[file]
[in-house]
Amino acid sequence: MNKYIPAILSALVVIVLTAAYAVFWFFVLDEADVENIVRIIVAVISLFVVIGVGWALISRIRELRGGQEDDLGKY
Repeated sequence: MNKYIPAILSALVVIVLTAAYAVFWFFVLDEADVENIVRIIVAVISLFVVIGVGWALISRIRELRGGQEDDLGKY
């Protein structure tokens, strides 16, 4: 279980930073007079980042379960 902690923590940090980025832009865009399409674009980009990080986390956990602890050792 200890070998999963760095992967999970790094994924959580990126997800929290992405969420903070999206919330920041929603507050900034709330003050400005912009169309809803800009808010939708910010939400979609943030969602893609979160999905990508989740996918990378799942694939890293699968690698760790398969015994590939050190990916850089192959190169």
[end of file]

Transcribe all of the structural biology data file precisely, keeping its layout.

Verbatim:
[in-house]
Amino acid sequence: MNKYIPAILSALVVIVLTAAYAVFWFFVLDEADVENIVRIIVAVISLFVVIGVGWALISRIRELRGGQEDDLGKY
Repeated sequence: MNKYIPAILSALVVIVLTAAYAVFWFFVLDEADVENIVRIIVAVISLFVVIGVGWALISRIRELRGGQEDDLGKY
């Protein structure tokens, strides 16, 4: 279980930073007079980042379960 902690923590940090980025832009865009399409674009980009990080986390956990602890050792 200890070998999963760095992967999970790094994924959580990126997800929290992405969420903070999206919330920041929603507050900034709330003050400005912009169309809803800009808010939708910010939400979609943030969602893609979160999905990508989740996918990378799942694939890293699968690698760790398969015994590939050190990916850089192959190169």